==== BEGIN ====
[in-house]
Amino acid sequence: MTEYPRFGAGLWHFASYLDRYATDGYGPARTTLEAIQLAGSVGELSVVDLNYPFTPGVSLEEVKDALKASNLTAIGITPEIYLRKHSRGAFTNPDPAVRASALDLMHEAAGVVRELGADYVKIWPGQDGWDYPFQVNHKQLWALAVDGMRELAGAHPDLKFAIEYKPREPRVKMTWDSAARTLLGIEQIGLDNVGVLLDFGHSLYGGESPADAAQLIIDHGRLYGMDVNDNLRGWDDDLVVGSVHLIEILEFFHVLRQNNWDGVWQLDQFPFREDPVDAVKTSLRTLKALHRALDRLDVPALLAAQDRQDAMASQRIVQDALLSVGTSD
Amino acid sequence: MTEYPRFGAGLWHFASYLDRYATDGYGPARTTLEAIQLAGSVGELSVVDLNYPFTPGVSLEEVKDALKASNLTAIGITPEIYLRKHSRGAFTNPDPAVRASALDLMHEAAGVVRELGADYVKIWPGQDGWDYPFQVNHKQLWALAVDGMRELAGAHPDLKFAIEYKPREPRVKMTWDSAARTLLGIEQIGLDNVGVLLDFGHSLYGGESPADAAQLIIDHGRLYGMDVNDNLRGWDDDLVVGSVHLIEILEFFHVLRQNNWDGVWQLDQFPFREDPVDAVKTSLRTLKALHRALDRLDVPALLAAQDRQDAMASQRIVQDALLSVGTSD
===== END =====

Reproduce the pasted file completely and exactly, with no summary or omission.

[in-house]
Amino acid sequence: MTEYPRFGAGLWHFASYLDRYATDGYGPARTTLEAIQLAGSVGELSVVDLNYPFTPGVSLEEVKDALKASNLTAIGITPEIYLRKHSRGAFTNPDPAVRASALDLMHEAAGVVRELGADYVKIWPGQDGWDYPFQVNHKQLWALAVDGMRELAGAHPDLKFAIEYKPREPRVKMTWDSAARTLLGIEQIGLDNVGVLLDFGHSLYGGESPADAAQLIIDHGRLYGMDVNDNLRGWDDDLVVGSVHLIEILEFFHVLRQNNWDGVWQLDQFPFREDPVDAVKTSLRTLKALHRALDRLDVPALLAAQDRQDAMASQRIVQDALLSVGTSD
Amino acid sequence: MTEYPRFGAGLWHFASYLDRYATDGYGPARTTLEAIQLAGSVGELSVVDLNYPFTPGVSLEEVKDALKASNLTAIGITPEIYLRKHSRGAFTNPDPAVRASALDLMHEAAGVVRELGADYVKIWPGQDGWDYPFQVNHKQLWALAVDGMRELAGAHPDLKFAIEYKPREPRVKMTWDSAARTLLGIEQIGLDNVGVLLDFGHSLYGGESPADAAQLIIDHGRLYGMDVNDNLRGWDDDLVVGSVHLIEILEFFHVLRQNNWDGVWQLDQFPFREDPVDAVKTSLRTLKALHRALDRLDVPALLAAQDRQDAMASQRIVQDALLSVGTSD